We use the term “rules of engagement” as part of our setup protocol. Before each meeting starts, you want to make sure that all participants are in agreement as to how the structure of the virtual meeting will unfold. While similar to how we advise a regular meeting to be setup, there are some specific virtual meeting additions.
9. More so than for regular meetings, establishing an agenda ahead of time is imperative. Participants cannot arrive at a virtual meeting and benefit from the “feel” of the room and other attendees body language. This means canvassing participants ahead of time before establishing the agenda. To make up for the lack of social interaction you will need to ensure that both the agenda and the amount of time allocated to each item is clearly outlined.
10. Communicate to participants that they need to be ready and signed in to the waiting room (if applicable to your virtual application) 5 minutes ahead of scheduled starting time. Begin and end your meetings promptly.
11. Establish a time-keeper at each meeting. If it is a one-on-one ask the other participant to be a co-timekeeper with you. The timekeeper should be able to interrupt the flow at each time milestone (i.e. at 30 minutes, with 15 minutes left etc).
12. For longer virtual meetings gain consensus that you will follow the 90/30 rule. For every 90 minutes of screen time, make sure you (and the other participants in the virtual meeting) agree to take at least a 30 minute break before reconvening.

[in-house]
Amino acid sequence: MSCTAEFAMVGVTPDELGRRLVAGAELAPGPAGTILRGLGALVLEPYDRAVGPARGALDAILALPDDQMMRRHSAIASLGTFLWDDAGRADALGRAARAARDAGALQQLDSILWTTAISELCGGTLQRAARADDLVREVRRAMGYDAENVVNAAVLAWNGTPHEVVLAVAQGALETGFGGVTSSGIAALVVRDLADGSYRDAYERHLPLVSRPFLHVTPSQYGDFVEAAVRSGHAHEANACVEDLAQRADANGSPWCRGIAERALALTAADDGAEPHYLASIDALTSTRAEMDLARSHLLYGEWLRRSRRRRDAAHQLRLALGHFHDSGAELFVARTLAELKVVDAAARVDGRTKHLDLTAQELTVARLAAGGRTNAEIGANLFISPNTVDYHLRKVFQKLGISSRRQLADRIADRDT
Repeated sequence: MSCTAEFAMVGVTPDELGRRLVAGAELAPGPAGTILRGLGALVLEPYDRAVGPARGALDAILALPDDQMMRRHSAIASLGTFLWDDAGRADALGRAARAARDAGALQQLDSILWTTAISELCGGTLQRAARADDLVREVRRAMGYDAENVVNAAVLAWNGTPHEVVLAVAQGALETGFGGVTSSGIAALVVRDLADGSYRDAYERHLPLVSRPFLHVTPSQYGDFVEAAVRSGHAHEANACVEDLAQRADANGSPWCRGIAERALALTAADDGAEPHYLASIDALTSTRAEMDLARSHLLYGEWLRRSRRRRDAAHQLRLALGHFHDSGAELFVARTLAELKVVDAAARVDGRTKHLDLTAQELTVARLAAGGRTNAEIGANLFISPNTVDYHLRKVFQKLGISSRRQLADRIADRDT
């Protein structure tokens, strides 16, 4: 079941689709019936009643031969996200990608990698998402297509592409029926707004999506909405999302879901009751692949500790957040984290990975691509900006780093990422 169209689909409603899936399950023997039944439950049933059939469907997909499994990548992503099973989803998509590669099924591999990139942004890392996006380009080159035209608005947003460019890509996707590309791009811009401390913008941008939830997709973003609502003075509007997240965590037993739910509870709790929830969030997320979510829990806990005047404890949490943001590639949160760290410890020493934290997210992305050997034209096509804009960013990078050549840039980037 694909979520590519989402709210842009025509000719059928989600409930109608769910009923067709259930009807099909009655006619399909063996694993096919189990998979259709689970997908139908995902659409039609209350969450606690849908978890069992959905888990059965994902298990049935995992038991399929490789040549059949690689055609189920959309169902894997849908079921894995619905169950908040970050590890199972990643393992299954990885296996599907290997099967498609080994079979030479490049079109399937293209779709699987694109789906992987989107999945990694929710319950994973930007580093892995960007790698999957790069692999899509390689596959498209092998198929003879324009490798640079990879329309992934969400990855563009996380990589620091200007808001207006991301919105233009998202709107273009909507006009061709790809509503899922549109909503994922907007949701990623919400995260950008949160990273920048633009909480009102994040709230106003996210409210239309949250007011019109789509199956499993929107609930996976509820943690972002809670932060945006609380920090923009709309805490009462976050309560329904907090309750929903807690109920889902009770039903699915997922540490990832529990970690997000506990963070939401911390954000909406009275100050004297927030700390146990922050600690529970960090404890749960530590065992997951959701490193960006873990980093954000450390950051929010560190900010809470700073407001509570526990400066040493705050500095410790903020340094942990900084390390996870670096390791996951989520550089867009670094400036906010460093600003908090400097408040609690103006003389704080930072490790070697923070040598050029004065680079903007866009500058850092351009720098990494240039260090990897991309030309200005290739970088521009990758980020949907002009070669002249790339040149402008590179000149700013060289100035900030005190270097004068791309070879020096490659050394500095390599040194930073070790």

13. Gain consensus on muting and unmuting. If you have the ability to control participants sound on/off then agree how this will be used. Otherwise, request attendees to always keep muted unless speaking (Zoom users can press the spacebar to temporarily unmute). For the Jabra 75 headset mentioned above, lifting the boom arm automatically mutes the microphone.
14. Direct the flow of contribution. Unlike in a regular meeting when you can more easily determine when to speak up and contribute, in a virtual meeting this can be challenging and so we recommend that whoever is the meeting chair should direct whose input is being sought. This avoids delays with multiple participants wanting to contribute simultaneously and is particularly important with brainstorming type activities.
15. Agree on a 60 second time limit for each turn. It is easy to miss out on the social cues when online and “pass the buy line”. Overselling an idea or concept is a common problem at the best of times, during an online meeting it has to be addressed consciously.
16. Gain consensus that if an agenda item runs behind or is not dealt with it can be put in the “parking lot” for either further group discussion or break out meetings.